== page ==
Final Report of an Experiment:
Effects of a Revised Instruction, Deadline, and Final Question Series in the
Decennial Mail Short Form
KEY WORDS: coverage errors, householder, questionnaire design, mail response rate
This study evaluates potential improvements in the census mail form, including a revised instruction about whom to list as Person 1, a Final Question series to reduce and identify coverage errors, and a deadline for return of the form.
Westat conducted a national mailout test for the Census Bureau in March and April of 2006. Three experimental factors were evaluated in four panels, with 7,095 sample addresses allocated to each panel. Census questionnaires were mailed to a national sample of addresses, excluding Austin TX, and 13,703 were returned by the cutoff date. A sample of about 600 cases was sent for a Coverage Followup (CFU) interview during July of 2006.
The instruction about whom to list as Person 1 confuses respondents, leading some to inadvertently leave themselves off the form. However, the frequency of this error did not differ between the control (Census 2000 version) and experimental wordings, so this test provides no basis for preferring either version of the instruction.
This study developed and tested an experimental “Final Questions for Everyone” section that reminded respondents of the date of Census Day and of people who might inadvertently be left off the form and asked two “coverage questions.” A random portion of the sample received the experimental version, and a random portion received the control version that did not include the introduction and reminders or coverage questions. To evaluate how effectively the final questions identify coverage errors, all cases with responses indicating a possible coverage problem were selected for a Coverage Followup (CFU) interview, along with a random subsample of cases that were not so flagged. CFU added someone in 4.5% of flagged households, compared to 0.7% of non-flagged households, and deleted someone in 7.0% of flagged households, compared to 2.8% of non-flagged households; both differences are statistically significant. Thus, the Final Questions help discriminate between households in which a coverage follow-up interview is productive from those in which it is much less so.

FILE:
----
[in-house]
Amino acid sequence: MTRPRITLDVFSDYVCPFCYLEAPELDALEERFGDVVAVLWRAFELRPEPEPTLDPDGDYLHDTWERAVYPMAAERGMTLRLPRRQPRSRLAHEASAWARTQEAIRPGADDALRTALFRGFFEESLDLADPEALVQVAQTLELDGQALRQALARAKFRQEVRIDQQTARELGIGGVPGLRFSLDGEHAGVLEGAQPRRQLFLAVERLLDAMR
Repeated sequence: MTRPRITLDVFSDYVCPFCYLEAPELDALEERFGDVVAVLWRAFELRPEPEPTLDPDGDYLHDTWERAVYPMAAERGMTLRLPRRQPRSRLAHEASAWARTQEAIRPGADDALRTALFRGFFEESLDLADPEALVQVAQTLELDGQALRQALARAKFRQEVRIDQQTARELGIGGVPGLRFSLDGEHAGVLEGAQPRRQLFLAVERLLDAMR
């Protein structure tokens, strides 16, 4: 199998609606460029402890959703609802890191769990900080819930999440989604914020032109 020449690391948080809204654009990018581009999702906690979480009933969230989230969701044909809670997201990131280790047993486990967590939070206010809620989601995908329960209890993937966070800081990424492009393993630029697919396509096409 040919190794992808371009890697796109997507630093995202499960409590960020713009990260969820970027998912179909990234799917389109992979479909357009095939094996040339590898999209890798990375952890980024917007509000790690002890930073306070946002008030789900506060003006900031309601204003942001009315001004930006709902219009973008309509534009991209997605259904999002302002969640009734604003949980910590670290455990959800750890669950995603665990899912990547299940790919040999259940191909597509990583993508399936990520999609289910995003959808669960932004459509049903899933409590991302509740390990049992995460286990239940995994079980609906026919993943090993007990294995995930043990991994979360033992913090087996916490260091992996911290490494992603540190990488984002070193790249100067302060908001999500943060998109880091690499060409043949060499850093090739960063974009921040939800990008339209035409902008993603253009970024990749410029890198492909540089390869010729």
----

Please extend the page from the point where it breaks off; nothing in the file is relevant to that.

Deadline messages in the mailing pieces, coupled with mailings a week later than the conventional schedule, obtained a significantly higher mail response rate, by 2.0 percentage points, along with improvements in several measures of data completeness and coverage.
CITATION: Elizabeth Martin. (2007) Final Report of an Experiment: Effects of a Revised Instruction, Deadline, and Final Question Series in the Decennial Mail Short Form. 2010 Census Memoranda Series #55. U. S. Census Bureau.